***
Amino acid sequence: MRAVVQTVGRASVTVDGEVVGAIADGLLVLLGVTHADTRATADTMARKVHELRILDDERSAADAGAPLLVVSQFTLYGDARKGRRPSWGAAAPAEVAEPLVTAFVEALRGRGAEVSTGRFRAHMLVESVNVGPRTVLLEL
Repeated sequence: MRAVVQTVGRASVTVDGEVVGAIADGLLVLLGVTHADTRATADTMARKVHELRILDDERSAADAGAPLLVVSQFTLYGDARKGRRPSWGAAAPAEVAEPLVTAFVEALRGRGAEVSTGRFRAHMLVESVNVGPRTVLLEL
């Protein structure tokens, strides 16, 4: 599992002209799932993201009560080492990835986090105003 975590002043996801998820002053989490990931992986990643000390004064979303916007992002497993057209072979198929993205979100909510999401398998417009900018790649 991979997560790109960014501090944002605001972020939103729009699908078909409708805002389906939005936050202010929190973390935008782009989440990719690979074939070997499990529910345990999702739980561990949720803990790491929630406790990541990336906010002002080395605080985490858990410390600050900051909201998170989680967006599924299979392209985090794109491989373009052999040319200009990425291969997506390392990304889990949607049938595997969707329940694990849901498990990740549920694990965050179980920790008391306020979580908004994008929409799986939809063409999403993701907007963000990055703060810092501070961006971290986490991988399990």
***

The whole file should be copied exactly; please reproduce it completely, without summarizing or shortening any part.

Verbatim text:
Amino acid sequence: MRAVVQTVGRASVTVDGEVVGAIADGLLVLLGVTHADTRATADTMARKVHELRILDDERSAADAGAPLLVVSQFTLYGDARKGRRPSWGAAAPAEVAEPLVTAFVEALRGRGAEVSTGRFRAHMLVESVNVGPRTVLLEL
Repeated sequence: MRAVVQTVGRASVTVDGEVVGAIADGLLVLLGVTHADTRATADTMARKVHELRILDDERSAADAGAPLLVVSQFTLYGDARKGRRPSWGAAAPAEVAEPLVTAFVEALRGRGAEVSTGRFRAHMLVESVNVGPRTVLLEL
């Protein structure tokens, strides 16, 4: 599992002209799932993201009560080492990835986090105003 975590002043996801998820002053989490990931992986990643000390004064979303916007992002497993057209072979198929993205979100909510999401398998417009900018790649 991979997560790109960014501090944002605001972020939103729009699908078909409708805002389906939005936050202010929190973390935008782009989440990719690979074939070997499990529910345990999702739980561990949720803990790491929630406790990541990336906010002002080395605080985490858990410390600050900051909201998170989680967006599924299979392209985090794109491989373009052999040319200009990425291969997506390392990304889990949607049938595997969707329940694990849901498990990740549920694990965050179980920790008391306020979580908004994008929409799986939809063409999403993701907007963000990055703060810092501070961006971290986490991988399990």